Child Abandonment in Texas
Texas laws require parents to perform certain duties for their children. Parents are expected to provide an acceptable standard of care while taking responsibility for the children that they are raising. This includes giving their children a safe place to live while also providing food, attention and taking care of any medical situations.
Any parent who intentionally neglects their duties may be charged with child abandonment. A conviction for this charge can have serious and long lasting consequences. There is a variety of actions and behaviors that can be classified as child abandonment. Taking a close look at these behaviors can help people to have a better understanding of this criminal charge.
What Is Child Abandonment?
“Leaving a child in any place without providing necessary and reasonable care”
The crime of child abandonment and endangerment includes the following actions:
- A person who has custody of a child commits abandonment if they leave a child under age 15 in a place where they might be harmed
- A person commits abandonment or endangerment if they intentionally, knowingly, recklessly or negligently engage in actions that may cause a child to be harmed, physically impaired or mentally impaired
For the purposes of prosecution, a person can commit an act of endangerment if they consume or produce methamphetamines or other controlled substances in the presence of a child or if they give these substances to a child.
It should be noted that, in order for a conviction to be reached, the act of abandonment has to take place in a way that could cause the child to come to harm. For example, it is not illegal to drop off a child at football practice and then drive away. Parents have the legal right to leave their children in situations or locations where they may be supervised and cared for.
What Are The Consequences?
Texas takes a tough stance of parents who are convicted of child abandonment or endangerment. There are different degrees of this offense to which defendants may be subjected, depending on the facts of a particular case.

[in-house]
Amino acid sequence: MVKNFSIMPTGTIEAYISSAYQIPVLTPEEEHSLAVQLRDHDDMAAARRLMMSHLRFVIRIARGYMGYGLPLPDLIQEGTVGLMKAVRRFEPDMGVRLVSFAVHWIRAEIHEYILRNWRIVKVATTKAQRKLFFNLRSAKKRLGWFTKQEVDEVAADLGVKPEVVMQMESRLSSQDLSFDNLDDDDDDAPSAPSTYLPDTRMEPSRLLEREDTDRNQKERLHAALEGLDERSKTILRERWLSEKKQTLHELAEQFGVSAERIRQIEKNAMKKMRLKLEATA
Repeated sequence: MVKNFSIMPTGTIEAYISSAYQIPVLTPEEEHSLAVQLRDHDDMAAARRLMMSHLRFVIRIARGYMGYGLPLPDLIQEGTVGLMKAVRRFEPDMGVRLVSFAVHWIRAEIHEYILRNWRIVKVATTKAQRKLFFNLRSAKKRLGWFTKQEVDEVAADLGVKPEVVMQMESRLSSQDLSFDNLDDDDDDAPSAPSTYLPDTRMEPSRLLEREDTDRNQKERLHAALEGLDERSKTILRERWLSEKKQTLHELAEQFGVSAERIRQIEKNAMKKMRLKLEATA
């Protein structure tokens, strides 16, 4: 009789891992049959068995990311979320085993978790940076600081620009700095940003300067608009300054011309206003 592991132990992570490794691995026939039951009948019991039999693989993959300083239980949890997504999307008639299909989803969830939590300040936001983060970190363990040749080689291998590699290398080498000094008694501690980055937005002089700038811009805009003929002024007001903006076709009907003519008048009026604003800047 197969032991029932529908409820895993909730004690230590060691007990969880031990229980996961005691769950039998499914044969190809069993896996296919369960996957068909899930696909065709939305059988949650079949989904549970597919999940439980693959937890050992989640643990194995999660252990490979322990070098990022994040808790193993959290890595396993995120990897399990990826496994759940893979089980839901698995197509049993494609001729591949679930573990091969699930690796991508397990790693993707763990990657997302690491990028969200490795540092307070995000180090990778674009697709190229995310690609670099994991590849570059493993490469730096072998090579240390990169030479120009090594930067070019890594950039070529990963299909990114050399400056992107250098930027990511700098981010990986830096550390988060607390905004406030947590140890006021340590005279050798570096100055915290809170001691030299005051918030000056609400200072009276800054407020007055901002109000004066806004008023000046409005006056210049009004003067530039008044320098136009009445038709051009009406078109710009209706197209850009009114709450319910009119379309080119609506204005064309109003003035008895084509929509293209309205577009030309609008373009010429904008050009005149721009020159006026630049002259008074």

For example, if a custodial parent leaves a child alone in a place where there is an unreasonable risk of harm for the child, they may be convicted of a state jail felony. This can lead to:
- 180 days or up to two years in state prison
- A fine of up to $10,000
- Loss of parental or custodial rights
However, the punishment for this action can be upgraded to a second degree felony if:
- The child is left in a place that may cause serious physical injury or death
- The child is left in a situation that could lead to physical or mental impairment
Also, a person who intentionally abandons a child but intends to return at a later point to retrieve the child may face a conviction for a state jail felony. However, abandoning a child with no intention to return and retrieve the child can lead to a conviction for a felony of the third degree.
It’s not easy being a parent. When things get stressful or difficult, it’s normal for many families to place their children under the temporary supervision of family members or friends. This fact can play an important role in a legal case.
An attorney may be able to advise a defendant who has been charged with child abandonment on the best way to create a defense in court. For example, a lawyer could use evidence and testimony to assert that the defendant did not intentionally, knowingly or recklessly leave their child in a place that might cause them to come to harm. If this defense is successful, the requirements for a conviction might not be met and the charge could be dropped or reduced.
If you or someone you know is being charged with child abandonment, it’s important to retain legal counsel as soon as possible. Attorney Brett A. Podolsky has the experience needed to help you navigate the law and protect your rights. Contact his office today at (713) 227-0087.